We developed a biomechanical model of load transfer by the sacroiliac joints in relation to posture. A description is given of two ways in which the transfer of lumbar load to the pelvis in a stooped posture can take place. One way concerns ligament and muscle forces that act on the sacrum, raising the tendency of the sacrum to flex in relation to the hip bones. The other refers to ligament and muscle forces acting on the iliac crests, raising the tendency of the sacrum to shift in caudal direction in relation to the hip bones. Both loading modes deal with the self-bracing mechanism that comes into action to prevent shear in the sacroiliac joints. When a person is lifting a load while in a stooped posture, the force raised by gravity acting in a plane perpendicular to the spine and the sacrum becomes of interest. In this situation a belt such as used by weight lifters may contribute to the stability of the sacroiliac joints. Verification of the biomechanical model is based on anatomical studies and on load application to human specimens. Magnetic resonance imaging pictures have been taken to verify geometry in vivo.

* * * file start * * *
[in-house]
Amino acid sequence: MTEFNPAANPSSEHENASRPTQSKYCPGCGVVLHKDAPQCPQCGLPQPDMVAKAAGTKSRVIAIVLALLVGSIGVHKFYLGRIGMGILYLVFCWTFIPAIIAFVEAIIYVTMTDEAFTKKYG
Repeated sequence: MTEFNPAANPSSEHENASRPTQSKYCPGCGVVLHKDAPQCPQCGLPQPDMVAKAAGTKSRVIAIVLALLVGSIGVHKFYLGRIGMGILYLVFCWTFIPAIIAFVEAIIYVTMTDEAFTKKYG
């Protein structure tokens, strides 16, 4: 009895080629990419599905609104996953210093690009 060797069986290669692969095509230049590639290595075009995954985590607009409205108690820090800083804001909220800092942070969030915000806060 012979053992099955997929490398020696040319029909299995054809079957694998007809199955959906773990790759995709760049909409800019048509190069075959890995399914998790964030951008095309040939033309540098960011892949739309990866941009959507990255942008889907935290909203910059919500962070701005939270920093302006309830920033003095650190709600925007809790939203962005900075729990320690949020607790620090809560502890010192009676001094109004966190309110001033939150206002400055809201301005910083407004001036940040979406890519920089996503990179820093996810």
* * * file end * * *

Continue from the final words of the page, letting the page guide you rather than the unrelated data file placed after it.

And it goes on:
Abdominal muscle, Biomechanics, Lumbodorsal fascia, Sacroiliac joint, Weight lifter
dx.doi.org/10.1016/0268-0033(93)90003-Z, hdl.handle.net/1765/63999
Clinical Biomechanics
Department of Neuroscience

Snijders, C.J, Vleeming, A, & Stoeckart, R. (1993). Transfer of lumbosacral load to iliac bones and legs Part 2: Loading of the sacroiliac joints when lifting in a stooped posture. Clinical Biomechanics, 8(6), 295–301. doi:10.1016/0268-0033(93)90003-Z